On episode 18 of the podcast Qonversations | Quantuvos (The episode is titled "Purpose, Instinct, and Change.") Brian Gorman, the host, and his guest get into a discussion about purpose and mindset. They share stories about experiences that they have had where it was obvious that the team member understood their purpose in life not just in the job that was being performed. They share that when we know what we exist to do our mindset is such that it makes every day a good day. They explain that the employee feels good about what they are doing because they know why they are doing it. They know who they are and what they need to do. They understand what their role truly is and they want to be part of the bigger picture. They are driven to do better. They are driven to do more. They feel good from accomplishing the work and the impact that their work has on those they served. They seek to go beyond. It is this go beyond what is expected of you that I want to focus on.
We are coming through an unprecedented time in which people quit the regular world. Employees have made loud and clear what they don't like. It probably has impacted you. I wonder if these people who quit were looking for a hack to the world, a short cut to life, or someway to make everything easier. If anything, as people are returning to work and haven't found the answer to their angst is the true problem that they don't know their purpose? They really don't know why they exist? You might find yourself wondering what the big picture is? Then maybe what is needed a to spend time rediscovering who you are and what your purpose is.
About a year or more ago, I met a leadership and marketing specialist. His name is Jeff Henderson. He worked with Chick-fil-A and with Truett Cathy in marketing. He was working with Truett when they are creating the cows as part of their marketing campaign. His first book is called Know What You're FOR: A Growth Strategy for Work, An Even Better Strategy for Life. This is a business leaders guide to understanding how to get your business on the right path for growth by answering these two questions:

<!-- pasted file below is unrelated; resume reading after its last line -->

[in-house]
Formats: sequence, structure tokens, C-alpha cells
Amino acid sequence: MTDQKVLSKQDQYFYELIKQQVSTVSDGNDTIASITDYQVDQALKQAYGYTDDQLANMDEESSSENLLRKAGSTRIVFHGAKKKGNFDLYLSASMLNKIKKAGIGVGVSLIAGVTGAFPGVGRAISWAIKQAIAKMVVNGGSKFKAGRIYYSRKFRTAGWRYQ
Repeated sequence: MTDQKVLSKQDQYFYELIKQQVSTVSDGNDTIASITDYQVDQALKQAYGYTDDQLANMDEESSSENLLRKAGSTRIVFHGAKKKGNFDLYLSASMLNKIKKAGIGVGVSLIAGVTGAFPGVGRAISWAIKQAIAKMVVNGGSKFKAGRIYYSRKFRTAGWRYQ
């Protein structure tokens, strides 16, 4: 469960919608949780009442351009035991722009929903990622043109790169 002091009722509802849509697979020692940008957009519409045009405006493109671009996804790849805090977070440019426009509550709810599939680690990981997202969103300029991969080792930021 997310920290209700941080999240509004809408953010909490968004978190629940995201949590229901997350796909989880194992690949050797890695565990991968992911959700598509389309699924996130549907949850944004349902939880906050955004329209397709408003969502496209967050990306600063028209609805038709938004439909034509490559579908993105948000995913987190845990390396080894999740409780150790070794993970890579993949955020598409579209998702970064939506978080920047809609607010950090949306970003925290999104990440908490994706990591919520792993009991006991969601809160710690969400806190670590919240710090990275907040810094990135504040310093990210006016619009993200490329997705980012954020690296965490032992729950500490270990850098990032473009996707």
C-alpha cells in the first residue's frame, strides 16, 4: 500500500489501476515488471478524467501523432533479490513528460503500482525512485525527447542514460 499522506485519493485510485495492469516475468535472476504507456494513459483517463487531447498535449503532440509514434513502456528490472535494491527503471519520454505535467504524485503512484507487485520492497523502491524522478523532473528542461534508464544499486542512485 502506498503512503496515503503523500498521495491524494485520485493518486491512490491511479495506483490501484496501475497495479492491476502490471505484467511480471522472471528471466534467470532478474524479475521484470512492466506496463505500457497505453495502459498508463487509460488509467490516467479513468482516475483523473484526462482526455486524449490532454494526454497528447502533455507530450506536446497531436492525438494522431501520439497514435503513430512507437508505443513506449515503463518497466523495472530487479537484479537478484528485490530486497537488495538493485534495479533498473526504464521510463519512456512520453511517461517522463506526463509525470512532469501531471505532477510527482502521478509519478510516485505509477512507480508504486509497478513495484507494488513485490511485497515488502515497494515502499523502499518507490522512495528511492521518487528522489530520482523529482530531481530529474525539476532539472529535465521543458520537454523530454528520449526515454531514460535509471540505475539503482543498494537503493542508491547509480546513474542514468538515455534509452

- What do we want to be known FOR?
- What are we known FOR? (p. 48)
As the subtitle says, this is not just about business it is an "Even Better Strategy for Life." If you are struggling to understand your purpose ask yourself these questions. Start there. Get a journal or an electronic journal writing app and answer the two questions. Just as a note we are talking in your work world, but maybe you want to start with your personal life. Either way it is a great exercise in figuring out your purpose. So what do we want to be known For?
Me? I want to be known for my focus on creating solutions to help the school systems I work with overcome barriers to success. I want others to see me as the person who sees things as they should be and sets the gears in motion to make it happen. What am I known for? Finding answers and solutions and setting them in motion. As a teacher and school based administrator I wanted to be known for helping kids achieve their dreams. I was known for finding answers not barriers to helping all kids create a path to success. So what about you? Take time now to answer the questions. Once you answer them start listing how you can make what you said happen. You have definitely started yourself down the path of understanding your purpose.